Recently, someone asked me what has changed at Georgia Tech since I started in the early 2000s. Almost everything it seems. When I arrived, our undergraduate student body was a little over 11,000—compared to almost 18,000 now. The parking lots that littered the interior of campus have been replaced by green space or pedestrian walkways, and as a result golf carts, bikes, scooters, hoverboards, longboards, unicycles, and mopeds are the predominant wheeled devices/vehicles on campus. “Online” was literal, you needed a physical key to enter buildings, and the Atlantic Coast Conference included nine teams- all of whom were close to the actual Atlantic Ocean.
From an enrollment and admission standpoint this is also true. At that time, Tech’s first- year class was just over 2,000. In 2022, our transfer class alone will push 1,400 with another 3,700 students beginning as first-years. Our application count was lower, our admit rate was higher, and as a result our review process, admission timeline, and staff structure all looked radically different than today.
What has not changed is the fundamental question students ask—”What are your admission requirements?” READ: Please just tell me clearly and plainly what I need to do/have to get in?
There was a time when I could (and did) answer, “Sure. Get a 3.7 GPA, 1300 SAT, write a few lines on your essay, do some stuff outside the classroom, and we’ll see you in the fall.”
Now, you simply cannot give a purely quantitative answer, because GPAs are not uniform across schools, states, etc. With an applicant pool of 50,000+, it is the very rare applicant who has below a 3.7 GPA. Certainly, a big part of this is due to rampant grade inflation in our state and beyond. But it is also because the traditional 4.0 scale (extremely common two decades ago) is the exception now. At that time, 4.0 was perfect and you could not exceed it. Now, due to the weighting of courses and the proliferation of grading scales, providing any specific number as a minimum or requirement is misleading at best.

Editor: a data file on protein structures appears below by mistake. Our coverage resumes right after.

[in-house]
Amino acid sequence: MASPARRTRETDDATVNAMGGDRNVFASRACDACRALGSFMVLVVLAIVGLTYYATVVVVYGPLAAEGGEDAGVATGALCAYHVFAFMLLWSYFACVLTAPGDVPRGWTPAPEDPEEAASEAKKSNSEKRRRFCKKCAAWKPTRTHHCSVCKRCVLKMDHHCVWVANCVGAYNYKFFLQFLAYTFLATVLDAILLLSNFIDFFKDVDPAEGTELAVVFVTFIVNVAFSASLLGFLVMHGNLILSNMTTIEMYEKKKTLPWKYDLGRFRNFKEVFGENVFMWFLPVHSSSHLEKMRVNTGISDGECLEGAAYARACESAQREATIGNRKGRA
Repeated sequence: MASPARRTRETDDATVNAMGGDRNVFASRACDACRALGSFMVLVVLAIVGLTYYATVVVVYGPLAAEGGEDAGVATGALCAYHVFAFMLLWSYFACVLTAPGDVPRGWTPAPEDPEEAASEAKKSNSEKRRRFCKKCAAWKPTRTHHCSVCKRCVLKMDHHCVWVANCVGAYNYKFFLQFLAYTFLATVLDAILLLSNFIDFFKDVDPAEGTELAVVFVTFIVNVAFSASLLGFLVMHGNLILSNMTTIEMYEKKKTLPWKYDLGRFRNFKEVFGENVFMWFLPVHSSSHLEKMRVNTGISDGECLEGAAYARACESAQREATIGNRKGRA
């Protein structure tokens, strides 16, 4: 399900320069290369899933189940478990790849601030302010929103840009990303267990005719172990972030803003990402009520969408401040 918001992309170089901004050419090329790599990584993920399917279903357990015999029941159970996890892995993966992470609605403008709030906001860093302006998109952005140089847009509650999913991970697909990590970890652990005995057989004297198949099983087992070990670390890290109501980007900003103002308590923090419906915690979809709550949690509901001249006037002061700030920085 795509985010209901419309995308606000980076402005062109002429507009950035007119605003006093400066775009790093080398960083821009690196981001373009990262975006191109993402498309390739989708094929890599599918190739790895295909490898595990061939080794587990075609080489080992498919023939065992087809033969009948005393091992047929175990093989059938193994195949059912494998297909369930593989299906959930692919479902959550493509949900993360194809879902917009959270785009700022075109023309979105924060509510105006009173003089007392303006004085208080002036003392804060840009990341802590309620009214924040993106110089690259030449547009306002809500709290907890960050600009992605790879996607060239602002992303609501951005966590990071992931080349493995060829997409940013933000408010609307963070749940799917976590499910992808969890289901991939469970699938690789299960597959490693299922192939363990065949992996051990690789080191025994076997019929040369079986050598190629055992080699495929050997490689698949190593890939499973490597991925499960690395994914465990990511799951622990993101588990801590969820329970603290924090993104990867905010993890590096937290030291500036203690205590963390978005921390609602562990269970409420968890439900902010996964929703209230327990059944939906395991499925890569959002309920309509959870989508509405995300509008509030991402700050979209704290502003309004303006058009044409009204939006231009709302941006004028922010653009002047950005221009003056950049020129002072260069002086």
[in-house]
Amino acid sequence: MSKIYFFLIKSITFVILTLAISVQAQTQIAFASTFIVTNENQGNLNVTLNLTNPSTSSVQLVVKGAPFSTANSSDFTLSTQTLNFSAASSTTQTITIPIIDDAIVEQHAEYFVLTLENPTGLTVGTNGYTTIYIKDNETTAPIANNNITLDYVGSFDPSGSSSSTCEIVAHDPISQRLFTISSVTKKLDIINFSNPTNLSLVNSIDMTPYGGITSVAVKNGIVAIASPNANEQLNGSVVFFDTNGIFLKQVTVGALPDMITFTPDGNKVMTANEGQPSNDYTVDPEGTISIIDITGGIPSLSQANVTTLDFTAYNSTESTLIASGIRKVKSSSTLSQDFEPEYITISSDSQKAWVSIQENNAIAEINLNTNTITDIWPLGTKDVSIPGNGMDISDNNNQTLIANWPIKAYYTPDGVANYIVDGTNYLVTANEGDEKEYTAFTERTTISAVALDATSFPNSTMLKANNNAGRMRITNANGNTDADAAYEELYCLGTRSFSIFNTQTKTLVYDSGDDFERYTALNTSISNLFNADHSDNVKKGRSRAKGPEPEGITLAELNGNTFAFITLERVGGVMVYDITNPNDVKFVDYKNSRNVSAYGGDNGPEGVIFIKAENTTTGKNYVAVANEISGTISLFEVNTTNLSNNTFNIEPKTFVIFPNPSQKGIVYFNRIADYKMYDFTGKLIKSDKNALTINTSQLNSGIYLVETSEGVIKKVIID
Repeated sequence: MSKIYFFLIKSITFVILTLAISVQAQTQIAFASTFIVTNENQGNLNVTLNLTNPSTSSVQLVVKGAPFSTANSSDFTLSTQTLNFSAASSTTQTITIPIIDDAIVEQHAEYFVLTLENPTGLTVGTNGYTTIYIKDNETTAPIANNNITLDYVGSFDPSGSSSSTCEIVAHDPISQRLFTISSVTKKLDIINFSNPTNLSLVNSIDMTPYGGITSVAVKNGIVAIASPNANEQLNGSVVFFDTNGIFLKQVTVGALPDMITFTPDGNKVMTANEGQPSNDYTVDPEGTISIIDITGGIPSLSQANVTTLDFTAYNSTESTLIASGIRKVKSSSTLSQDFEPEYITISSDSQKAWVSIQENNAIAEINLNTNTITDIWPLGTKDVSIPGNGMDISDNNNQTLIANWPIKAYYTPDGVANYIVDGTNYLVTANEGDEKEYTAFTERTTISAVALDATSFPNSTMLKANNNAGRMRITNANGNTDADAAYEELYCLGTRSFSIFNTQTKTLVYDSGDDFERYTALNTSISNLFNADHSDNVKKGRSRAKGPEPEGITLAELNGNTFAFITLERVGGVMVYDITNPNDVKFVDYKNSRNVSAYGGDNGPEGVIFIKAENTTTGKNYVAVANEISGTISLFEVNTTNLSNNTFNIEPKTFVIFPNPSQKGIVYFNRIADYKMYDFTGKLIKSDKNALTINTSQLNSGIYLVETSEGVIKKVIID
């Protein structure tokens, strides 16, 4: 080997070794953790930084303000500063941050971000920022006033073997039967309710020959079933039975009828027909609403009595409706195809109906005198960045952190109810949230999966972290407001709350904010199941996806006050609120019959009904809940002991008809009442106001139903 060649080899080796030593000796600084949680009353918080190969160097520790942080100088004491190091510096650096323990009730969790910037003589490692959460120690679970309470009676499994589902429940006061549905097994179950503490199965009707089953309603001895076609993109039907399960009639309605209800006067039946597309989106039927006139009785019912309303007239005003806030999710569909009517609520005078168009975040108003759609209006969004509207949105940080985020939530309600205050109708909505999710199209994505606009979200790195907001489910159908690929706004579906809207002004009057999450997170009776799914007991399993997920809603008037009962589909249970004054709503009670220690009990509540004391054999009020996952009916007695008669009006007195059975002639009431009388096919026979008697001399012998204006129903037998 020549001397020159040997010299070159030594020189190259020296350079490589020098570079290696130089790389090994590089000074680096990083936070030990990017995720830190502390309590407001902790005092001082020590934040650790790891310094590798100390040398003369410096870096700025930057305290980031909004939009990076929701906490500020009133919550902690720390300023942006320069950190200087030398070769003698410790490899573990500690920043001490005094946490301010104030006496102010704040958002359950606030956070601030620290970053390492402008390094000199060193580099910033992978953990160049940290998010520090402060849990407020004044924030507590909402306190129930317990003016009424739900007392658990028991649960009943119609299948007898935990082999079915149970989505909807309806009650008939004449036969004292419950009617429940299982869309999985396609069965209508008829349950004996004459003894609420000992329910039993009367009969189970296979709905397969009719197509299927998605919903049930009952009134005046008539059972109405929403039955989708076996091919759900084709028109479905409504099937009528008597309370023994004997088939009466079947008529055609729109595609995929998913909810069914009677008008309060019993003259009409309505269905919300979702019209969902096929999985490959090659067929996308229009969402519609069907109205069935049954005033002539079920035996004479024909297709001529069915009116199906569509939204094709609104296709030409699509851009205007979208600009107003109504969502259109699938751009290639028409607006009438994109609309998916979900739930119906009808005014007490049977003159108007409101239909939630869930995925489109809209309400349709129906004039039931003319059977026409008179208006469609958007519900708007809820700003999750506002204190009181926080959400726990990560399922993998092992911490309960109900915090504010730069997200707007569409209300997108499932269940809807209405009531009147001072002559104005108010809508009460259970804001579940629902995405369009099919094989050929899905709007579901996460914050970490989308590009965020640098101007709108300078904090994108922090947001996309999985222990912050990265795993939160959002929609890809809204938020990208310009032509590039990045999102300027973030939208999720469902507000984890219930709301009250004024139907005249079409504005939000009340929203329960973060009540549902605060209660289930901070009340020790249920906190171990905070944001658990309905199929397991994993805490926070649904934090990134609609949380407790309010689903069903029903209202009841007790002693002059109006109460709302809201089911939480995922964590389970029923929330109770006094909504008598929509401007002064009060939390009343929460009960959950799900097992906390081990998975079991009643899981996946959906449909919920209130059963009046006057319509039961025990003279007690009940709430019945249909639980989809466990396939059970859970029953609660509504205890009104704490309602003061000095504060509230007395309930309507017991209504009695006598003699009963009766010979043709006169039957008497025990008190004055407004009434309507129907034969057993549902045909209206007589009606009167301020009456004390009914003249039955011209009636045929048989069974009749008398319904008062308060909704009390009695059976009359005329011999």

For instance, we recently looked at the 256 students who applied last year from a large public Atlanta Metro high school. 192 (75%) had above a 4.0 GPA. I have visited schools with GPAs evaluated on scales of 5.0, 6.0, 13.0, as well as others abandoning numbers entirely for narratives, graphics, or emojis. Tell a student with a 10.2 GPA they need a 3.7, and they’re thinking, “Yes! My Cs are really paying off now.”
This is why, when you ask what seems like a very simple and logical question, “What do I need to do/have to get in?” (especially of colleges receiving far more applications than they have spots available in their class), you’ll inevitably get long-winded answers, passionate hand motions, and at least two mentions of “holistic.”
What are your admission requirements?
Unlike my early days at Tech, I cannot give you two numbers or a formula. But I can still make you a promise. I can still tell you what you will need to do/have in your college admission experience (and your future college career) to be successful.
DO Keep an Open Mind
As a senior, especially one reading this blog, you are inevitably receiving an absolute crap-ton (forgive the highly technical language) of information from colleges. Emails, brochures, postcards, and increasingly more invasive modes of communication (ads in your feed, text messages, pop ups of varying kinds) on a daily or weekly basis. I completely understand how this deluge of marketing material could seem annoying, but I’m imploring you see it instead as encouraging and broadening.
Even if you have never heard of a college that mails you something in the weeks ahead, take the time to open it. Be willing to examine what you see, read, hear- and consider what interests you or does not resonate. Ultimately, the willingness and openness to new ideas, and the earnest consideration of places, people, ideas, that are not familiar is not only the sign of a good college applicant, but a great college student too.